The Agency argues that the award is contrary to law, specifically, the FLSA, government-wide regulations, and Authority precedent.[20] When an exception involves an award’s consistency with law, the Authority reviews any questions of law raised by the exception and the award de novo.[21] In applying the standard of de novo review, the Authority determines whether an arbitrator’s legal conclusions are consistent with the applicable standard of law.[22]  In making that determination, the Authority defers to the arbitrator’s underlying factual findings unless the excepting party establishes that they are nonfacts.[23]
 
                The Agency argues that the award is contrary to 5 C.F.R. § 551.412(a)(1) because it awards overtime pay for preparatory or concluding activities that do not exceed ten minutes per workday.[24] Authority precedent holds that an award granting employees overtime pay under the FLSA for performing preparatory or concluding activities for ten minutes or less per workday is contrary to § 551.412(a)(1).[25] Section 551.412(a)(1) provides:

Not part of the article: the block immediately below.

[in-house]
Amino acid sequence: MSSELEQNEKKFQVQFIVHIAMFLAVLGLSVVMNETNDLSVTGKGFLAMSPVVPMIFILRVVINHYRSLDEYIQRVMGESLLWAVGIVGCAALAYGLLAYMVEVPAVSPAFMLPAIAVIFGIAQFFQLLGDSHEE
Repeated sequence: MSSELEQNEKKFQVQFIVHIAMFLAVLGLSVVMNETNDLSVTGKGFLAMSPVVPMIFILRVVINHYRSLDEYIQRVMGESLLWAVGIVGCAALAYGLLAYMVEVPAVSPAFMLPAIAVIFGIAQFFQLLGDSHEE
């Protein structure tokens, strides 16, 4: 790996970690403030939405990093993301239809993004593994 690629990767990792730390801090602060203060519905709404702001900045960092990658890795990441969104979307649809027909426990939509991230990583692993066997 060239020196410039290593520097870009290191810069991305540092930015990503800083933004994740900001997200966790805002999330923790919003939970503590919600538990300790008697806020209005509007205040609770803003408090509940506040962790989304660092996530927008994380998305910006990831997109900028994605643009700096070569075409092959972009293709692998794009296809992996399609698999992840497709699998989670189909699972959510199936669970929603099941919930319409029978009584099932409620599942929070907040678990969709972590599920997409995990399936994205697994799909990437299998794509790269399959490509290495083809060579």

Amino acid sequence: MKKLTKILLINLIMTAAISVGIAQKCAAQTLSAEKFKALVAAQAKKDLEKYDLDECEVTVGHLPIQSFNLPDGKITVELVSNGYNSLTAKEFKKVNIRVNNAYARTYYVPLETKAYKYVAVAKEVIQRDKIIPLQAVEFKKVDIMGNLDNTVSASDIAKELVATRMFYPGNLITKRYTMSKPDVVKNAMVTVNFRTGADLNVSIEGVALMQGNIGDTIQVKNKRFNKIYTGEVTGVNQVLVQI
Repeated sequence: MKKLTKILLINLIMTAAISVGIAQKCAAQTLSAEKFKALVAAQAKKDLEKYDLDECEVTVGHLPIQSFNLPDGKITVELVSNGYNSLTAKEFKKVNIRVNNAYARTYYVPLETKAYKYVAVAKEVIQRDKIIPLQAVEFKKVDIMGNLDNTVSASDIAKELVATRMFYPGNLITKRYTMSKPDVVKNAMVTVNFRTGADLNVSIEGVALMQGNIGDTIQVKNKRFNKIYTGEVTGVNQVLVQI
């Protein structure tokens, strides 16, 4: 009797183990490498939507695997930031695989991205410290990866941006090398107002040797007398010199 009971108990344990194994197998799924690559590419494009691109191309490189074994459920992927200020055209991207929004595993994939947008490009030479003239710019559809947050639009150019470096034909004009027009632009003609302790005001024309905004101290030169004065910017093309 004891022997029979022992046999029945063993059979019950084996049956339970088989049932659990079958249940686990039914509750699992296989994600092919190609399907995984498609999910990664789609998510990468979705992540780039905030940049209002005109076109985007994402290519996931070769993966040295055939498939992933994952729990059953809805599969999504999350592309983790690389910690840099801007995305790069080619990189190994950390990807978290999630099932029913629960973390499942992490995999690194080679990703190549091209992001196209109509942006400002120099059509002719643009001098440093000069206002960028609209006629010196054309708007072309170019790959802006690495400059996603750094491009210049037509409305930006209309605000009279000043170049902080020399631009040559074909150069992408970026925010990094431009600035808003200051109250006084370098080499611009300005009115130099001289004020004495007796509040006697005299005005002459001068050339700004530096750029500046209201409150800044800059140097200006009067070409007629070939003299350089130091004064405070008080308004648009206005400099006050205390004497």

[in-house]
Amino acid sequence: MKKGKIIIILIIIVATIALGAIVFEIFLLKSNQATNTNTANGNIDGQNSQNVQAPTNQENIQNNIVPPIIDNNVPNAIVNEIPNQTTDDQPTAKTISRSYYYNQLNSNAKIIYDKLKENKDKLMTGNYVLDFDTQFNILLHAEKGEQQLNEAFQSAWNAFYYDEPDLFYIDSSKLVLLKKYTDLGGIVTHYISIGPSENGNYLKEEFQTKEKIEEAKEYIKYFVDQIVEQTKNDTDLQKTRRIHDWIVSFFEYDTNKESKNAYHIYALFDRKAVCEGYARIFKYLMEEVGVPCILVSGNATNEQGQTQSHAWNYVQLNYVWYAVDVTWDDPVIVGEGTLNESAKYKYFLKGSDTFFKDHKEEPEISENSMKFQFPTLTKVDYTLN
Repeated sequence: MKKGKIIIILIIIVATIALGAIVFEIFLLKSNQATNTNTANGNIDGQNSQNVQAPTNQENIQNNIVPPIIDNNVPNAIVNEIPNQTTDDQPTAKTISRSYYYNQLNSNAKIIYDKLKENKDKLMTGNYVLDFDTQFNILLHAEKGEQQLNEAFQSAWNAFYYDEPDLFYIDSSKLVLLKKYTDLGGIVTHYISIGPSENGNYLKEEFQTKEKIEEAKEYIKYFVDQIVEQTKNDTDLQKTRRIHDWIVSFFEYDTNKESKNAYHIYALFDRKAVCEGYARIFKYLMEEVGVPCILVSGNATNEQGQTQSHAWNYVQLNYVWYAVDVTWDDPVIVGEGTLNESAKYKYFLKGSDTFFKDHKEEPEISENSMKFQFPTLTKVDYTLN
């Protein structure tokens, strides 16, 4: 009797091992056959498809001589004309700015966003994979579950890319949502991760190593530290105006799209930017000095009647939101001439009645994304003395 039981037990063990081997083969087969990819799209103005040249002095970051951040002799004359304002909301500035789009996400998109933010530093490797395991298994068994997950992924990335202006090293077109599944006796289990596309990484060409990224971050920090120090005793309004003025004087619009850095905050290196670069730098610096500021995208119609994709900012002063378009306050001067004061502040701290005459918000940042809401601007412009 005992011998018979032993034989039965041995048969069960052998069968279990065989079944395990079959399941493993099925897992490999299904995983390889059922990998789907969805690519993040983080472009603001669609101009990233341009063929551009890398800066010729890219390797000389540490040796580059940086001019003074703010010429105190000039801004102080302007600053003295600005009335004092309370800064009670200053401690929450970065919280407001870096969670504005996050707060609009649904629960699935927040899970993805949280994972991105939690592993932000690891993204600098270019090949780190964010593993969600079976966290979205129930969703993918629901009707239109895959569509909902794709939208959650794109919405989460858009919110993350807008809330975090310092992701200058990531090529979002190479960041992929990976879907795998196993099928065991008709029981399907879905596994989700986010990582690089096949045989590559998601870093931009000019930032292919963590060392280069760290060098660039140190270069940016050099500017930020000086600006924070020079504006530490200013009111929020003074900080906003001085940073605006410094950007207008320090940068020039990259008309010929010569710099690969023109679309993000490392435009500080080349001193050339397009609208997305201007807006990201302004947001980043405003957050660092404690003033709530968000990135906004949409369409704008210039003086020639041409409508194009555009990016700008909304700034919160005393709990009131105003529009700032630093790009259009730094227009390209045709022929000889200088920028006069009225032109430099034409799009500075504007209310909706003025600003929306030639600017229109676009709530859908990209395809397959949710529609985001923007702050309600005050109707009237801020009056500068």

If an agency reasonably determines that a preparatory or concluding activity is closely related to an employee’s principal activities, and is indispensable to the performance of the principal activities, and that the total time spent in that activity is more than             [ten] minutes per workday, the agency shall credit all of the time spent in that activity, including the [ten] minutes, as hours of work.[26]